A Dictionary of Perishing
I die alone. Rivers of my memory
parch. In each eye, a noose of shadows.
Out my window, linen folds the moon.
My heart is a labyrinth of tendrils.
What takes me sounds wounded, what
takes me is soothed by the trees
as they shiver green ships onto
the pavement. Out my window, rain
personifies the consonants of day.
I become a small boat left to the current.
My hair a trail of ivy, my hair a wild
of carousels or the door to something
smoke. Yesterday sleeps infinite nights
in the same copper bed while I hold it
in my arms, my eclipse, while I touch
my wrists to the razors it wept.
An affliction that skins me at the mouth.
An insomnia no chemical could crack.
Shrouds grackle. Shallows mend.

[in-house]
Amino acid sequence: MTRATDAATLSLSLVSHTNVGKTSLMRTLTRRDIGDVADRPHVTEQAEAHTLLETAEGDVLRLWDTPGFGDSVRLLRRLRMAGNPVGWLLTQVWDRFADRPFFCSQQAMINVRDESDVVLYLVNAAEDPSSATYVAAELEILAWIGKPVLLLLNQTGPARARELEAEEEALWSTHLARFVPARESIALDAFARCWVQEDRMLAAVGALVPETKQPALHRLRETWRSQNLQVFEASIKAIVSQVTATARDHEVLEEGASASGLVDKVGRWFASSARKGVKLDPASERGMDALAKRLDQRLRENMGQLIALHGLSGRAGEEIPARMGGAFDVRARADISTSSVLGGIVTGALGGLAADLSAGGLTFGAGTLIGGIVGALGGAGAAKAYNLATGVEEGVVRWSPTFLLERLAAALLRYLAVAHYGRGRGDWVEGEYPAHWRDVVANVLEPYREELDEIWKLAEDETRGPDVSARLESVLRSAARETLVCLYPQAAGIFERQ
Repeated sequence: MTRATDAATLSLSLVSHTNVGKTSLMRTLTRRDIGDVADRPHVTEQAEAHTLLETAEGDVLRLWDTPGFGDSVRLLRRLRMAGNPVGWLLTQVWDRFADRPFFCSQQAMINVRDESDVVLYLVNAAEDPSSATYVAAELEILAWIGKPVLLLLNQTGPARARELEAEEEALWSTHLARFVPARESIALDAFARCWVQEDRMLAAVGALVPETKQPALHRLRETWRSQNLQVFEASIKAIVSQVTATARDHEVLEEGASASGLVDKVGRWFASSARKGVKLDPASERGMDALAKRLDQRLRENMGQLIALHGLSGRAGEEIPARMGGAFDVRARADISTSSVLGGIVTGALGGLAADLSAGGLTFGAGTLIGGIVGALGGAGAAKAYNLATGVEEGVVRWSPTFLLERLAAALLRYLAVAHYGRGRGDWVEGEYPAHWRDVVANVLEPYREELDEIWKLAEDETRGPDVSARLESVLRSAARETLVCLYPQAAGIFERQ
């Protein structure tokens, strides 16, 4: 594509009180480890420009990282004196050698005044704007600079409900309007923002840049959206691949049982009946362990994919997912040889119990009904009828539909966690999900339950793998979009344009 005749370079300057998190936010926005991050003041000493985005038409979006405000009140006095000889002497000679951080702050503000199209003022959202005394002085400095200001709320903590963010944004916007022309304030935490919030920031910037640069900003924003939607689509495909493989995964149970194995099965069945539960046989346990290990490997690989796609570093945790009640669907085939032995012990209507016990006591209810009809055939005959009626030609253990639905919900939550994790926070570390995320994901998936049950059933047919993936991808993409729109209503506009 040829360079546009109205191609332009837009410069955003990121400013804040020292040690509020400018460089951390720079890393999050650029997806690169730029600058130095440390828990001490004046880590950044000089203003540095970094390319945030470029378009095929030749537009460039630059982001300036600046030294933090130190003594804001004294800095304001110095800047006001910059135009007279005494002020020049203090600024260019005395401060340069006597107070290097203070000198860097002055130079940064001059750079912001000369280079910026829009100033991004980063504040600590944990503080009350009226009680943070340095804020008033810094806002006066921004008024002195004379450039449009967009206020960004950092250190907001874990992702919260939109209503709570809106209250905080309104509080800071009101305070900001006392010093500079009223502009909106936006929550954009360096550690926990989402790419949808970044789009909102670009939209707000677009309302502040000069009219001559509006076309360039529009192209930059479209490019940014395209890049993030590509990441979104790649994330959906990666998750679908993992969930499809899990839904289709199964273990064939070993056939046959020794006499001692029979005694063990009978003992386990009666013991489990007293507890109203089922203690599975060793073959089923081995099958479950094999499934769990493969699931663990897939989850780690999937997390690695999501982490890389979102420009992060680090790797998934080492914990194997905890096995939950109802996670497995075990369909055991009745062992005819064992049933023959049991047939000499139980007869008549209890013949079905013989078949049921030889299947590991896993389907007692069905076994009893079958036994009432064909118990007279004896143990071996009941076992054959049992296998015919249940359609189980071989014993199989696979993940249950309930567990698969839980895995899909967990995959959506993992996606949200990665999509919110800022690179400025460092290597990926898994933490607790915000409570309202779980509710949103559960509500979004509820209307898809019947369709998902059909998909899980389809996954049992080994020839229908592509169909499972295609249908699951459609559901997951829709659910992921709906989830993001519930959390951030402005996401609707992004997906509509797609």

I grow tired of the mire that dreams me
into less. I grow tired of waiting for the moment.
Bones, with their forever, shine. Soft
in a simile of ashes. Inside me, thresholds,
groves enough. Oblivion: the stem of any flower.
112 The Paris-American
Jennifer Militello is the author of Body Thesaurus (Tupelo Press, 2013), Flinch of Song, winner of the Tupelo Press First Book Award, and the chapbook Anchor Chain, Open Sail. Her work has appeared in American Poetry Review, The Kenyon Review, The New Republic, The Paris Review, and Best New Poets 2008.
Next week's poet:
Darrel Alejandro Holnes